On the art of Dragon’s Crown


I’m sure everyone’s sick and tired of hearing about this crap by now, but I’d like to inevitably review the game after I’m done with it so I figured I may as well say my piece and be done with it so that I don’t have to later.

Yes. It’s clearly sexist. But it’s sexist on purpose. Both ways. Believe it or not, every character can be assigned to a pair with a character of the opposite sex. Just follow me, here.

Team Normal – Wizard (M) & Elf (F): This is the normal pair. They fall under standard definitions of beauty and have realistic proportions. The Wizard is a young-looking man with long hair and soft but masculine features. He has a normal body type. Likewise, the Elf is also young-looking with long hair and soft, feminine features. She has an “average” (for what that term is worth) body type.

Team Ideal – Fighter (M) & Sorceress (F): This is the idealized team. They, too, fit the standard definitions of beauty, but they have unrealistic body proportions defined by secondary sex characteristics. The poster child for this is the Sorceress, the source of the majority of the controversy around this game. She has a narrow waist, wide hips, and large breasts. However, the Fighter is the male equivalent. He has broad shoulders, a wide, muscular chest, and large, muscular arms. Like Team Normal, they’re both what would be considered “beautiful people,” with long hair and soft features.

Team Muscle – Dwarf (M) & Amazon (F): This is the over-idealized team. They represent perfection of the human body, but do not conform to the usual standards of beauty. The Dwarf has broad shoulders, a wide chest, and huge muscles literally everywhere on his body. He is the definition of raw masculinity. The Amazon is also defined by her incredible muscular structure, but also by the size of her secondary sex characteristics, with large breasts and a large butt. Neither one wears much of anything in the way of clothing, making them the most exploitative of the characters for each sex, despite not being the ones anyone would really consider attractive in the eye of the masses.

So as you can see, for every female, there’s a male equivalent fitting the same general description, just applied to the opposite sex. So why is everyone up in arms about this game? Because half of the cast is women. And it’s not okay to exploit women. But it’s totally cool to exploit men. I mean, let’s look at Roland, shall we?


This man is basically the male equivalent of the Amazon or the Sorceress, depending on how you look at it. Amazon in that he’s reasonably attractive yet covered in more muscles than anyone could build in their lifetime. Sorceress in that he’s the idealized form of the masculine male. He’s also pretty much naked. It’s a complete exploitation a male character. But no one cares because he doesn’t have lady parts. That makes it okay.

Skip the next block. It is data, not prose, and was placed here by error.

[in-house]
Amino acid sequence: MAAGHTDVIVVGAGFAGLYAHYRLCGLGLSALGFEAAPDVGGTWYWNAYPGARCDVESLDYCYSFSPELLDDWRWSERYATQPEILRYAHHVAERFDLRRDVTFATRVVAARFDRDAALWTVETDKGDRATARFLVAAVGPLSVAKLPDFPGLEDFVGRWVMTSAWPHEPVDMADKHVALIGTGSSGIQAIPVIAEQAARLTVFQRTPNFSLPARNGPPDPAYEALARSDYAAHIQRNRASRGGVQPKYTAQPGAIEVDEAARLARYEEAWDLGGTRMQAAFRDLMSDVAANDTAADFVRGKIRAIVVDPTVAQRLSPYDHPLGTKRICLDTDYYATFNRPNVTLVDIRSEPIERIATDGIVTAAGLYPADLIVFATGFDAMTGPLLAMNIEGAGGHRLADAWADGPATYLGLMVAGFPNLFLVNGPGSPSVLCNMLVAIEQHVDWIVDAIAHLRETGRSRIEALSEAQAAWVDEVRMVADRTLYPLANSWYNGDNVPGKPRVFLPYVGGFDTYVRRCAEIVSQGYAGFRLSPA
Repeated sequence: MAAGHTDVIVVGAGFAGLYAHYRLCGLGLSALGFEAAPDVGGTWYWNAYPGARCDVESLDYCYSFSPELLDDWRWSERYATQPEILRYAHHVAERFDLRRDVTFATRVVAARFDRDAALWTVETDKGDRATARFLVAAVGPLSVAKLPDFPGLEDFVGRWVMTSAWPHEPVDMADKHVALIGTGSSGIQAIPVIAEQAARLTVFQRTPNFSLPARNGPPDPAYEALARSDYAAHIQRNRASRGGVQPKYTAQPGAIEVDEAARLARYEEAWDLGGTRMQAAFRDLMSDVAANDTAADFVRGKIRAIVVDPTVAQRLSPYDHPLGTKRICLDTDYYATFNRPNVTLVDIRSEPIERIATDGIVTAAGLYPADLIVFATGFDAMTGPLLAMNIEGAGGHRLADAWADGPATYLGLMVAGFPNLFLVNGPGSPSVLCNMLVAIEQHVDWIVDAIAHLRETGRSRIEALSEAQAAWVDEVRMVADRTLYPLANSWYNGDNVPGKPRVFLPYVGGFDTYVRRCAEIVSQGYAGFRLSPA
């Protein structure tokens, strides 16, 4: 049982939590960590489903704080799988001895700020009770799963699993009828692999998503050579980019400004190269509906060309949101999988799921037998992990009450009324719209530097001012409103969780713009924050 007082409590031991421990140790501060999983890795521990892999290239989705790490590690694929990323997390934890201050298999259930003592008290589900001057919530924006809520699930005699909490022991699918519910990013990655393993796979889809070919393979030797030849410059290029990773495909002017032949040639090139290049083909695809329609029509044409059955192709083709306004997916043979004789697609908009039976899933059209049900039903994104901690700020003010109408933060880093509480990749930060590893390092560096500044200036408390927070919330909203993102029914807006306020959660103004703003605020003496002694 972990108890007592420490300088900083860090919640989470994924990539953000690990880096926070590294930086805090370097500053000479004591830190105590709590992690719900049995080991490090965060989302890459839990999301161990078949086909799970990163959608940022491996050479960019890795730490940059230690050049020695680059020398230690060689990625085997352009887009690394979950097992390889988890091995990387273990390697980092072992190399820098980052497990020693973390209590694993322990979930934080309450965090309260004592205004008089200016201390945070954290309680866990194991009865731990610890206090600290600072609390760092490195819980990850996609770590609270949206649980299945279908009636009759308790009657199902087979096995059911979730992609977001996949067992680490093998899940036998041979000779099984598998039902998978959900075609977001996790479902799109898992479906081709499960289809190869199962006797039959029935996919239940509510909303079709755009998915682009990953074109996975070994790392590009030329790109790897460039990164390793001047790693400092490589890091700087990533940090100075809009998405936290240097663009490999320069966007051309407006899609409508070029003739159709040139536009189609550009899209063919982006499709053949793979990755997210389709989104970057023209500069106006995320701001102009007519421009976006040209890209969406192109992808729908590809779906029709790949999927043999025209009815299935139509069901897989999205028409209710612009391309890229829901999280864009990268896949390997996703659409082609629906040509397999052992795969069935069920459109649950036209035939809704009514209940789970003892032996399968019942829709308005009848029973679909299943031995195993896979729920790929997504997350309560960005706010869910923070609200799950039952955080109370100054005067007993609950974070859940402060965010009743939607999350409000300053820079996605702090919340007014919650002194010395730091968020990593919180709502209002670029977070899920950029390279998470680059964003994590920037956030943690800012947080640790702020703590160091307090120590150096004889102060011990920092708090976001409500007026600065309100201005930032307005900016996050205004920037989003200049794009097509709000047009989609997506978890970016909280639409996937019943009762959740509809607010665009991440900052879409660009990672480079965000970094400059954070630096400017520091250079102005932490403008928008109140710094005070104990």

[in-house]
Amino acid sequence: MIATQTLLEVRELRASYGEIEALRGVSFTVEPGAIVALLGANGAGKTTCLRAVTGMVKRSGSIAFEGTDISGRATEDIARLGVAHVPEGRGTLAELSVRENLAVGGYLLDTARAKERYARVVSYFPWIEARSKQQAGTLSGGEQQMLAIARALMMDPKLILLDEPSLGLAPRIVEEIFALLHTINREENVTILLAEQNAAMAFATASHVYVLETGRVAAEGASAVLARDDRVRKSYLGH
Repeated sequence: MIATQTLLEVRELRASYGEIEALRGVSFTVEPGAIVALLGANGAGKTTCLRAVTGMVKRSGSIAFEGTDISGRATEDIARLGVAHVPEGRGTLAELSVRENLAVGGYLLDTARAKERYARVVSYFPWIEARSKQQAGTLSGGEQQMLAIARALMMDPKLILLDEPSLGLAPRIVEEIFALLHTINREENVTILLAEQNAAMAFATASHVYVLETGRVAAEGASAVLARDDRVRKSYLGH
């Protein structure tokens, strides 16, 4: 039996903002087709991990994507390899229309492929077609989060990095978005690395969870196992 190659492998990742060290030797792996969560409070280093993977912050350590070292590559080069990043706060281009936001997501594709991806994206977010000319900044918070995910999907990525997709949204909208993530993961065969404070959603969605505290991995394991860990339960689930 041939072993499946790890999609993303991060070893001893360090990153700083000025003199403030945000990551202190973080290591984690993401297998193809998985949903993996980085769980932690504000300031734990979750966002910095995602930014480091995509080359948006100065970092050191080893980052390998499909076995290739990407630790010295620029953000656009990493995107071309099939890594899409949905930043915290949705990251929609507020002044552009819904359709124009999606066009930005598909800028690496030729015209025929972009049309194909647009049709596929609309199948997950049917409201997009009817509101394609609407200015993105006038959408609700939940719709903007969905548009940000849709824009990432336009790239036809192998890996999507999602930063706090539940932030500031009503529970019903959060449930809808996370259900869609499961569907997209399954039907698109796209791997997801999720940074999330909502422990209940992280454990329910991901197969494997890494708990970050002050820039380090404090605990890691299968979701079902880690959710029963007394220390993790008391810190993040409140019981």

The art in Dragon’s Crown is meant to both reference and parody the art of existing popular media regarding fantasy worlds, exaggerating everything to unrealistic proportions. Even the dead orcs over there behind Roland probably couldn’t realistically stand up if they existed. In fact, that’s kind of the point. The only characters that could probably get around with these bodies without knee, hip, or back problems would be the Wizard and the Elf. The designs aren’t supposed to be realistic.

The thing is that if you took someone who didn’t know this was a game and wasn’t familiar with Japanese pop art and threw them in a museum filled with art from this game as an exhibit, they would treat it completely differently. Instead of taking a knee-jerk reaction and claiming that it’s demeaning or whatever because it’s game art, they would be looking at the artistic merits, trying to derive the meaning behind the artist’s decisions and what they were trying to convey. People simply aren’t able to look at Dragon’s Crown from an artistic point of view. It’s a game, so most people just throw creative purpose out the window. This is unfortunate, as I believe most gamers want games to be accepted as a valid artistic medium, but they themselves refuse to treat it like one. Take this entire paragraph from someone who majored in game design at an art school. In fact, take the whole post that way. I’m not saying I’m right, but I’m definitely more qualified than most people to discuss artistic freedom and integrity as it relates to this game. Or maybe it’s because I have that background that I simply see it from a different perspective than those who aim to criminalize George Kamitani for his work here.

Art, as it goes, is completely dependent on the perspective of the person it’s presented to. Artist intent can mean everything or nothing depending on the viewer. I understand that some people can be and are offended by this game. I simply don’t understand why. Remember that games as a medium have aged along with those who both play and make them. Keep an open mind and remember that most of us are adults here. We should know better than to put too much stock in the opinions and views of others if they upset us. We’re mature enough to ignore those things (even if I typically dislike the use of the word “mature” and the implications it brings). I don’t blame those who ignorantly dislike this game’s art (as in those who dislike it from some misplaced sense of morality, unlike those who simply don’t find it within their usual tastes), but I can and do blame them for not being mature enough to not start little internet schoolyard fights about it.

If it’s not for you, grow up and move on. Choose to be an adult about it.


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